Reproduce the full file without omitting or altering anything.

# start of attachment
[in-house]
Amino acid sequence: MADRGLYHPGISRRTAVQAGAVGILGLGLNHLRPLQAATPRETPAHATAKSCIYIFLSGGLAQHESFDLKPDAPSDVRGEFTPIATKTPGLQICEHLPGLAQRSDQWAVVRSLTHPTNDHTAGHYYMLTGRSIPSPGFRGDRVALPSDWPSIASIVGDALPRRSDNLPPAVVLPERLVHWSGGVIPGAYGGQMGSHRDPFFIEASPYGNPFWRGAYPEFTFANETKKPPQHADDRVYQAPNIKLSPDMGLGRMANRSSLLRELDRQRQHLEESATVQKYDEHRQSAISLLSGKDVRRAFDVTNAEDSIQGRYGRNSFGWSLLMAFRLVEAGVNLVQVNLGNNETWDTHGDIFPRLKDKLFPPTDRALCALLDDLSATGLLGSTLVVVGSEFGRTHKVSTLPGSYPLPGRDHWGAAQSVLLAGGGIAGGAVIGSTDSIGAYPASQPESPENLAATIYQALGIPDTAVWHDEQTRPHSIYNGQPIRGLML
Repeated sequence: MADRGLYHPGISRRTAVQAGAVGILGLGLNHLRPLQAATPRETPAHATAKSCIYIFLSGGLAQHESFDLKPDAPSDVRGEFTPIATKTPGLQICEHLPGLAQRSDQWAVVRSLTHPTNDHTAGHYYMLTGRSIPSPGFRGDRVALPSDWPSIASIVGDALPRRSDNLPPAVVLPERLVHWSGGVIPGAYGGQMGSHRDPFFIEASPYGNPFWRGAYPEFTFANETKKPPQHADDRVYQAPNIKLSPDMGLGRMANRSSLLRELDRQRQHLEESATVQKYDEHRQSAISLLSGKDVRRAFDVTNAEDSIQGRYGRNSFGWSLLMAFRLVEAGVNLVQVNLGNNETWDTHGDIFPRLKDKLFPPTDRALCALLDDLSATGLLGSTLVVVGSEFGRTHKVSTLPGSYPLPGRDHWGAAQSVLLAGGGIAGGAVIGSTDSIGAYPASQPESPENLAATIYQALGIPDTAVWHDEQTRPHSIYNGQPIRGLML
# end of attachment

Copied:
[in-house]
Amino acid sequence: MADRGLYHPGISRRTAVQAGAVGILGLGLNHLRPLQAATPRETPAHATAKSCIYIFLSGGLAQHESFDLKPDAPSDVRGEFTPIATKTPGLQICEHLPGLAQRSDQWAVVRSLTHPTNDHTAGHYYMLTGRSIPSPGFRGDRVALPSDWPSIASIVGDALPRRSDNLPPAVVLPERLVHWSGGVIPGAYGGQMGSHRDPFFIEASPYGNPFWRGAYPEFTFANETKKPPQHADDRVYQAPNIKLSPDMGLGRMANRSSLLRELDRQRQHLEESATVQKYDEHRQSAISLLSGKDVRRAFDVTNAEDSIQGRYGRNSFGWSLLMAFRLVEAGVNLVQVNLGNNETWDTHGDIFPRLKDKLFPPTDRALCALLDDLSATGLLGSTLVVVGSEFGRTHKVSTLPGSYPLPGRDHWGAAQSVLLAGGGIAGGAVIGSTDSIGAYPASQPESPENLAATIYQALGIPDTAVWHDEQTRPHSIYNGQPIRGLML
Repeated sequence: MADRGLYHPGISRRTAVQAGAVGILGLGLNHLRPLQAATPRETPAHATAKSCIYIFLSGGLAQHESFDLKPDAPSDVRGEFTPIATKTPGLQICEHLPGLAQRSDQWAVVRSLTHPTNDHTAGHYYMLTGRSIPSPGFRGDRVALPSDWPSIASIVGDALPRRSDNLPPAVVLPERLVHWSGGVIPGAYGGQMGSHRDPFFIEASPYGNPFWRGAYPEFTFANETKKPPQHADDRVYQAPNIKLSPDMGLGRMANRSSLLRELDRQRQHLEESATVQKYDEHRQSAISLLSGKDVRRAFDVTNAEDSIQGRYGRNSFGWSLLMAFRLVEAGVNLVQVNLGNNETWDTHGDIFPRLKDKLFPPTDRALCALLDDLSATGLLGSTLVVVGSEFGRTHKVSTLPGSYPLPGRDHWGAAQSVLLAGGGIAGGAVIGSTDSIGAYPASQPESPENLAATIYQALGIPDTAVWHDEQTRPHSIYNGQPIRGLML